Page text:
Video shows St. Paul city inspectors still working in apartments during COVID-19 pandemic

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St. Paul city inspectors are still on the job, heading into apartments and duplexes for routine inspections, and some want the inspections to stop until the deadly COVID-19 outbreak is better contained.

A St. Paul landlord shared cell phone video with 5 EYEWITNESS NEWS of city inspectors performing what are called certificate of occupancy inspections in apartment buildings with multiple units.

Mark Nedoroski, owner of Well Maintained Apartments, told KSTP he disagrees with what he calls "routine inspections of windows and smoke detectors" during the COVID-19, or coronavirus disease, outbreak.

"We have Gov. (Tim) Walz telling us to stay home and businesses are closing," said Nedoroski. "But, at the same time, the city of St. Paul is sending inspectors into dozens of apartments every day to test smoke detectors. Tell me that makes sense."

Nedoroski owns more than 300 apartment units in buildings across St. Paul and said they have all received an "A" rating for safety and therefore only need a certificate of occupancy inspection once every six years.

"So if my buidlings are good to go for six years at a time, why not postpone current inspections?" Nedoroski said. "I mean, I think 60 days to see where we are at with COVID-19 is not asking much, especically for properties that have a good, safe track record."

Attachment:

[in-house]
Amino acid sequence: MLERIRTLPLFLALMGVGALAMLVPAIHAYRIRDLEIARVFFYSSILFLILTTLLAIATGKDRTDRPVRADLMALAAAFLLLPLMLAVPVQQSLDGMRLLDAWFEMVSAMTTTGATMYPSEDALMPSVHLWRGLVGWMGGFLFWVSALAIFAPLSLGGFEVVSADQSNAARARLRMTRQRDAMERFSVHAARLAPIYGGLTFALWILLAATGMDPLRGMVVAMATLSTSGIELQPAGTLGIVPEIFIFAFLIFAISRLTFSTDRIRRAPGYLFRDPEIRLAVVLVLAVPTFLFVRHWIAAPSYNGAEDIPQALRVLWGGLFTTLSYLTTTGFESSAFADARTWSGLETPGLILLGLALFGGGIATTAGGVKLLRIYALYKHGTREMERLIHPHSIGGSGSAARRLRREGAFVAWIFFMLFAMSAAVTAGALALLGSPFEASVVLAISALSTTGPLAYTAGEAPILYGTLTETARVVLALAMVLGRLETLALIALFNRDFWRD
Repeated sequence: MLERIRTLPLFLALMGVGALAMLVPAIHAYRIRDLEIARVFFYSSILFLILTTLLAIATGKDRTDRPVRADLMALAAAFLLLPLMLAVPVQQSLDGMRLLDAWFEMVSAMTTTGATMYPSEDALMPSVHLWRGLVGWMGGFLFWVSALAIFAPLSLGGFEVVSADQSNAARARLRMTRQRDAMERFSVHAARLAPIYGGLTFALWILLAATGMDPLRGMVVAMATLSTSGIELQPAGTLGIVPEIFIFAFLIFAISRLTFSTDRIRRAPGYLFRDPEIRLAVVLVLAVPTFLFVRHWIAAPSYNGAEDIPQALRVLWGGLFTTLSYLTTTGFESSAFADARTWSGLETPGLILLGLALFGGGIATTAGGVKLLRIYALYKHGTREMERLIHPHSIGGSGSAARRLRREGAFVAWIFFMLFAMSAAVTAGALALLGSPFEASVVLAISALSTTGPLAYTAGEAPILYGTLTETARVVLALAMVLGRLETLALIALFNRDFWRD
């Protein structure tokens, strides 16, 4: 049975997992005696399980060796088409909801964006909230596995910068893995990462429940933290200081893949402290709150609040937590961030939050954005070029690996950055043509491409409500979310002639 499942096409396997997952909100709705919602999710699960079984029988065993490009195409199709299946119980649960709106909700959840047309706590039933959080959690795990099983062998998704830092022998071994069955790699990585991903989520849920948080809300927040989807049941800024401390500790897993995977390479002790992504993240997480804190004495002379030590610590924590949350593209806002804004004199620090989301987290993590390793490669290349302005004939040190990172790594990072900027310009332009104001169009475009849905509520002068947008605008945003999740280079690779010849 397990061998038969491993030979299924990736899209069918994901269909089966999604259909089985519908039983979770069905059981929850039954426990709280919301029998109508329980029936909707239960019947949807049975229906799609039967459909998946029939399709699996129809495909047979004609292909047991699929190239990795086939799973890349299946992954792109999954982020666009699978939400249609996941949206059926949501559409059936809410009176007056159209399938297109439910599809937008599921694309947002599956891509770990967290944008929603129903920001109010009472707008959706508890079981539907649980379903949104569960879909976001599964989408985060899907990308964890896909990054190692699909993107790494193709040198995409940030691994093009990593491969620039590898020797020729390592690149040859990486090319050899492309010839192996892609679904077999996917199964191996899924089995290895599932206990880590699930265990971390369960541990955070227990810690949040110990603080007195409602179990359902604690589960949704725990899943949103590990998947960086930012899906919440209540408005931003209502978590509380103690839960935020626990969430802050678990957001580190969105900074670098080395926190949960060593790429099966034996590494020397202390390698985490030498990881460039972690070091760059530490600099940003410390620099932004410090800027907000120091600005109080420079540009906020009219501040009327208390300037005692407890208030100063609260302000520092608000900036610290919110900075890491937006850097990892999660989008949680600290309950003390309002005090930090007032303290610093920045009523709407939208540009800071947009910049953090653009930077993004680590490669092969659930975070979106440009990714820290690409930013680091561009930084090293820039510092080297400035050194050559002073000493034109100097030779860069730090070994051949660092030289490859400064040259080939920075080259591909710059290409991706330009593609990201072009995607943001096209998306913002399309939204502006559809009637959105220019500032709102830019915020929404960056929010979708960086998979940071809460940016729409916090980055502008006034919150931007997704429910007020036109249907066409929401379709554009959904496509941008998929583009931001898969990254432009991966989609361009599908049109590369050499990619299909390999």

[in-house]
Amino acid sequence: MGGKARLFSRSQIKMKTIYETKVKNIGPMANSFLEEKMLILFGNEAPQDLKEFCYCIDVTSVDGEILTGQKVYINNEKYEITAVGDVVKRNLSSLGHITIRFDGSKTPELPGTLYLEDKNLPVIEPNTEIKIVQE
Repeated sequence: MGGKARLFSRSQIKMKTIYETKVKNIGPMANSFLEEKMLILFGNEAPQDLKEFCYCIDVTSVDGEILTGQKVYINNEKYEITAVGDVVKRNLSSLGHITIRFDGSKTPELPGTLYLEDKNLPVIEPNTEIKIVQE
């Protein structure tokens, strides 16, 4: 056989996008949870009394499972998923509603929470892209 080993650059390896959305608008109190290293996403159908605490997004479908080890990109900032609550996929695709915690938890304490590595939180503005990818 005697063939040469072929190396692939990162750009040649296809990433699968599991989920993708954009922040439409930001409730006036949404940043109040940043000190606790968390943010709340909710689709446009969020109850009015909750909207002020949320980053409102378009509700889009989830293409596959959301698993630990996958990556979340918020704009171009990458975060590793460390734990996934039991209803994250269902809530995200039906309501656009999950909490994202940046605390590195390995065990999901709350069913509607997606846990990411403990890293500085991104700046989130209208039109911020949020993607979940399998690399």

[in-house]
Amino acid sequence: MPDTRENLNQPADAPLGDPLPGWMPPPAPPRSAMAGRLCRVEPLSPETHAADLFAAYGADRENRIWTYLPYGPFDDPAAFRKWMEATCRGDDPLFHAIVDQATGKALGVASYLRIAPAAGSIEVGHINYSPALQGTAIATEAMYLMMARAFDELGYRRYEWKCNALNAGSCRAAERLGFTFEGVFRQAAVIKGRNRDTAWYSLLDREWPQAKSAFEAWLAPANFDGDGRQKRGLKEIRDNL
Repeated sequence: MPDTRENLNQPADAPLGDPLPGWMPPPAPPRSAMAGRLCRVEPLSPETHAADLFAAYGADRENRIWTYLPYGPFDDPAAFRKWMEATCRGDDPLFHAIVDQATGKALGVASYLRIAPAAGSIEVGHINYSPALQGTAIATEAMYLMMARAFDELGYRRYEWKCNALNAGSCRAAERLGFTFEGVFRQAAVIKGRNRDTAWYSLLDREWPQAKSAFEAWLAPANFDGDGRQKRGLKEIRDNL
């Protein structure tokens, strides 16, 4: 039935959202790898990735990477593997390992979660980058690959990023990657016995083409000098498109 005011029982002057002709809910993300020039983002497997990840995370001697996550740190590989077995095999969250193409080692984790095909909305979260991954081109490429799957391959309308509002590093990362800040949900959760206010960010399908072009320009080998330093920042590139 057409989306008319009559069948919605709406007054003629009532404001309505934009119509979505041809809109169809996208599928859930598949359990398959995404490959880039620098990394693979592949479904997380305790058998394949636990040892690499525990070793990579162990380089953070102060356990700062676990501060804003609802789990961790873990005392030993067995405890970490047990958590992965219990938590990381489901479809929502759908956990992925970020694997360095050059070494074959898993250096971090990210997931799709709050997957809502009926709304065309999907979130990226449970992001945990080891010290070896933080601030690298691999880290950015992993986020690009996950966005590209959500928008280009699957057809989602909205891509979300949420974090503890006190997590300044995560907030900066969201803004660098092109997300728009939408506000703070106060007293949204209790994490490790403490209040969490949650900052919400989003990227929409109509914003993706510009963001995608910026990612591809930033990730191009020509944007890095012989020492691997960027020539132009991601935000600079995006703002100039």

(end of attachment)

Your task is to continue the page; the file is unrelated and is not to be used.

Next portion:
Nedoroski said he would like to see Gov. Walz require cities to shut down all types of multi-family home inspections unless there is a proven safety issue in a building.

"I think this is a money train for the city and that's why they are not shutting down inspections for 60 days," said Nodoroski. "I mean, why else would inspectors show up wearing goggles, gloves and respirators?"

Maureen Nelson is a tenant in one of Nedoroski's buildings. She told KSTP she turned away an inspector last week because she had a newborn in the apartment.

"I could not believe an inspector showed up with a mask and goggles to do an inspection," said Nelson. "I refused because my baby was only a week old and I was not sure where that inspector had been or who had seen before coming into my apartment. It was unsettling."

St. Paul's Department of Safety and Inspections declined multiple interview requests due to scheduling constraints, but a spokesperson did issue the following statement:

"Saint Paul’s Department of Safety and Inspections is continuing building inspections in alignment with public health official guidance to ensure the health and safety of our residents and city staff. DSI is also exploring technology-based alternatives to inspections and ways to adapt its service model to ensure building safety issues can continue to be addressed as public health official guidance evolves.  Amid COVID-19 concerns, DSI is working with owners and tenants to respond to cancellation requests to determine if an inspection can be rescheduled."

DSI said certificate of occupancy inspections generated $171,000 in 2018 and $193,000 in 2019.